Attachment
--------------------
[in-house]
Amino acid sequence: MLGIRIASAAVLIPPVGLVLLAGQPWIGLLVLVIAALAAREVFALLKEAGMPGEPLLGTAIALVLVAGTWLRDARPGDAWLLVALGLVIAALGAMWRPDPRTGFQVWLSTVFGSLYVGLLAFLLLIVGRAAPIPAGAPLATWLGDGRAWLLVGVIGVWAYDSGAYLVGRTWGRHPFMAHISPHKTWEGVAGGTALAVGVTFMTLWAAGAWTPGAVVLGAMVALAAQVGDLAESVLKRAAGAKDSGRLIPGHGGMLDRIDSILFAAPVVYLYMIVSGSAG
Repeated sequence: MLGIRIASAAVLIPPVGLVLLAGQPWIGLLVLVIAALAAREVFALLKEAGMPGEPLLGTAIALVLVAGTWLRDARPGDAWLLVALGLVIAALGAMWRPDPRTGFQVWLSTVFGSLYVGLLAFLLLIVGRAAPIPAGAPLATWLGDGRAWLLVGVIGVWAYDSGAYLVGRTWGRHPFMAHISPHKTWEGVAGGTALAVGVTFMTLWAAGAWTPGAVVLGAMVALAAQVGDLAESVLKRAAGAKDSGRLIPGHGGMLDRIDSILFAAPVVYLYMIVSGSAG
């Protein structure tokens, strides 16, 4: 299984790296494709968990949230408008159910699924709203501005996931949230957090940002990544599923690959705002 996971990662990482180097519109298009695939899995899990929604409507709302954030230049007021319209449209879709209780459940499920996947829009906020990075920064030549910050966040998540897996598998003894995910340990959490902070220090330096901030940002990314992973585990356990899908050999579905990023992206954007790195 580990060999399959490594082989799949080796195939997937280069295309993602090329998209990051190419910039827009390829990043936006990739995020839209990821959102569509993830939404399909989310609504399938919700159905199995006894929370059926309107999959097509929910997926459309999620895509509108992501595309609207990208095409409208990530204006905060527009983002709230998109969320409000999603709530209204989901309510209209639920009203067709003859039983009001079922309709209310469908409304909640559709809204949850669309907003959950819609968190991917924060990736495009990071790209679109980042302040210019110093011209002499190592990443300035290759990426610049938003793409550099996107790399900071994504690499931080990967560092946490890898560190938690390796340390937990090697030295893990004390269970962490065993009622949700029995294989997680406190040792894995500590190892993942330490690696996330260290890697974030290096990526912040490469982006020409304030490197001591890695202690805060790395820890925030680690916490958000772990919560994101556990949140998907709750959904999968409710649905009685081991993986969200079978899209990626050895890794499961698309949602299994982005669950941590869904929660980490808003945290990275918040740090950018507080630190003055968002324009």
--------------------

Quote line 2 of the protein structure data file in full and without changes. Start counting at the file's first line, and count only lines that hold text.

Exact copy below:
Amino acid sequence: MLGIRIASAAVLIPPVGLVLLAGQPWIGLLVLVIAALAAREVFALLKEAGMPGEPLLGTAIALVLVAGTWLRDARPGDAWLLVALGLVIAALGAMWRPDPRTGFQVWLSTVFGSLYVGLLAFLLLIVGRAAPIPAGAPLATWLGDGRAWLLVGVIGVWAYDSGAYLVGRTWGRHPFMAHISPHKTWEGVAGGTALAVGVTFMTLWAAGAWTPGAVVLGAMVALAAQVGDLAESVLKRAAGAKDSGRLIPGHGGMLDRIDSILFAAPVVYLYMIVSGSAG